SOURCE: Prudential Financial, Inc.

Post-Traumatic Sleep Disorders Obstructive sleep apnea insomnia TBI and PTSD

Original Article Found Here:
Published On: 20 November 2011

Although one may understand the prevalence of horrifying dreams in our returning soldiers, the specific sleep disorders falling upon them seem to be unique to their own combat experience.

A recent study shows that the specific traumatic experience a soldier faces causes the variety of sleep disorder he or she is fated for if that soldier has post-traumatic stress disorder (PTSD) or traumatic brain injury (TBI). Our nation's defenders find themselves overwhelmed by insomnia and sleep apnea, occurring in regards to their trigger.

If you have trouble sleeping, speak with a therapist.
Published in the journal Chest, this study oversaw 261 patients with either PTSD, TBI, or both. Even though the initial study was created to determine the prevalence of sleep disorders in these patients, in order to find specific correlations with these increased sleep disorder rates, clinical variables were incorporated and assessed.

The findings were as such:
  • 71% showed sleep fragmentation (inability to sleep through the night)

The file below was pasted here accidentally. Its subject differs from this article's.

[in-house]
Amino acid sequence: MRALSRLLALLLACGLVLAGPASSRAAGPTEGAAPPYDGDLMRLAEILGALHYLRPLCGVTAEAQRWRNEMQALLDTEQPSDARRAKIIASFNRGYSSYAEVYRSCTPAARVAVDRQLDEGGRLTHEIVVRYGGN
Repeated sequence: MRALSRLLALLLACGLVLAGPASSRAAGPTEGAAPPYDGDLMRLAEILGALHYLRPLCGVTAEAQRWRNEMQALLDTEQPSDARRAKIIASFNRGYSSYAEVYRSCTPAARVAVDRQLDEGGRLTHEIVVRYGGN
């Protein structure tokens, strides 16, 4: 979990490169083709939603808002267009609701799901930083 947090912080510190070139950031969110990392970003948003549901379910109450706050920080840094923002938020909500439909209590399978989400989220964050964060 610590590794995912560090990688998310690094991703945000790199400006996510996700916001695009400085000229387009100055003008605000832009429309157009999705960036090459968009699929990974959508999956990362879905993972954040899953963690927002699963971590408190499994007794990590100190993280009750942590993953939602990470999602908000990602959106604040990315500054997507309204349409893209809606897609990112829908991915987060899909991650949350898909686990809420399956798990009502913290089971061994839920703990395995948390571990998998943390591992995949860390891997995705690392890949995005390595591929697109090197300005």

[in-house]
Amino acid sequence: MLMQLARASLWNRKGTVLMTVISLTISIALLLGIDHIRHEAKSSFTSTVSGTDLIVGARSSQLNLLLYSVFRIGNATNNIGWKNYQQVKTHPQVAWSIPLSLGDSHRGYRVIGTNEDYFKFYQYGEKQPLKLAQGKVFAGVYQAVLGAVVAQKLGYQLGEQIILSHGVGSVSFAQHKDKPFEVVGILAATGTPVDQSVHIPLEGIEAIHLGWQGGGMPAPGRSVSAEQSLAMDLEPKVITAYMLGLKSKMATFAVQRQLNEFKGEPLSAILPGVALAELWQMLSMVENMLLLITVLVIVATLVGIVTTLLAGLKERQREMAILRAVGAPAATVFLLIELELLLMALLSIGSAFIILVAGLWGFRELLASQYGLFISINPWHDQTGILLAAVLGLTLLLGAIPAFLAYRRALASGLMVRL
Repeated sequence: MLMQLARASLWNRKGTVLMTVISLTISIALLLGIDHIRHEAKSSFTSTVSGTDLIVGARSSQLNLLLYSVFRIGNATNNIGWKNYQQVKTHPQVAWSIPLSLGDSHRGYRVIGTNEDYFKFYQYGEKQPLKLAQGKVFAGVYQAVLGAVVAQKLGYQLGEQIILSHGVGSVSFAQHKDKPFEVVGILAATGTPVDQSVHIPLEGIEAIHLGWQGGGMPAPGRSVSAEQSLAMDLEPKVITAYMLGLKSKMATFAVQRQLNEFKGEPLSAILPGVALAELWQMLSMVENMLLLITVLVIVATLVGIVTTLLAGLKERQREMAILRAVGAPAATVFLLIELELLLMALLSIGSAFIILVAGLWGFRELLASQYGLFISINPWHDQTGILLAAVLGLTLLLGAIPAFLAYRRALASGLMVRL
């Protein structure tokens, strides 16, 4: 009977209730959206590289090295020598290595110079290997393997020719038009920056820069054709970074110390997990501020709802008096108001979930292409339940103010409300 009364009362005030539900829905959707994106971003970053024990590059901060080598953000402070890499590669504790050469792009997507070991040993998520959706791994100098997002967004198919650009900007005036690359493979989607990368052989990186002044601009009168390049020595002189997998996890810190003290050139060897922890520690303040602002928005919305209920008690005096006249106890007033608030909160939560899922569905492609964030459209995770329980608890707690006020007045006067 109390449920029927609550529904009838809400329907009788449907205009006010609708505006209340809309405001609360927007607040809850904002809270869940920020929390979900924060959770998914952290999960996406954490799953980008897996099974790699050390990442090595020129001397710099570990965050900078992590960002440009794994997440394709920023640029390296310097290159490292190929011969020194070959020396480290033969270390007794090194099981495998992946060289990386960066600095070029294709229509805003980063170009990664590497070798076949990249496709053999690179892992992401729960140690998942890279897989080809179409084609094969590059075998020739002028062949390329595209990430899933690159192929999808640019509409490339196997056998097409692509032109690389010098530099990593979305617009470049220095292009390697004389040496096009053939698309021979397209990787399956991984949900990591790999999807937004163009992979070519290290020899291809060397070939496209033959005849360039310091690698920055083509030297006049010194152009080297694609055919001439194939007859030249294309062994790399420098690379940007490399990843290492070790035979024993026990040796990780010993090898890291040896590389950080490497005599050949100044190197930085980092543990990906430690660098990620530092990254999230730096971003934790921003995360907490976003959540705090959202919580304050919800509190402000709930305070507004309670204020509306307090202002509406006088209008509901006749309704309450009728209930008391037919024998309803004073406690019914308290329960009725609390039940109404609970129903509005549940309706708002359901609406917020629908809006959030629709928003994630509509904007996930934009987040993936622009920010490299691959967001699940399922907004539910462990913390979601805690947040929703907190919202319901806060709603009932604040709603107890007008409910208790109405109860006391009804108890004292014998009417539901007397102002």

• 87% showed hypersomnia (excessive sleepiness, usually during the day)
Further diagnostic sleep studies were performed on around 80% of patients:
  • 56% diagnosed with obstructive sleep apnea (OSA) 
  • 49% diagnosed with insomnia
Now particularly interesting in regards to physical injury, those with blunt trauma had twice as much OSA while those with blast injuries experienced almost 25% more insomnia cases.

The study authors, doctors from the Walter Reed Army Medical Center in Washington, DC, warn that, "an increased awareness of the high prevalence of sleep disorders in combat veterans is critical given the chronicity of these disorders, and extension beyond the military healthcare system."

The effects of these diseases are serious.  While TBI occurs with a blow to the head disrupting the brain's function, PTSD typically begins after a life-threatening experience and does not require physical injury to the victim.  According to the National Institute of Mental Health, PTSD is an anxiety disorder where sufferers typically feel "on edge," hold intense worry and guilt, and experience flashbacks or reoccurring nightmares.  PTSD patients tend to become reclusive and are prone to temperamental outbursts.

Families should encourage treatment and raise awareness in regards to the increasing prevalence of sleep disorders among our nation's heroes.  

Sleep Disorder
Over 50 million American adults have chronic sleep and wakefulness disorders. There are many different kinds of sleep disorders, but the most common ones deal with insomnia (not being able to fall asleep or stay asleep) and sleep apnea (poor sleep due to physical or neurological problems with breathing during sleep) and narcolepsy (excessive daytime sleepiness).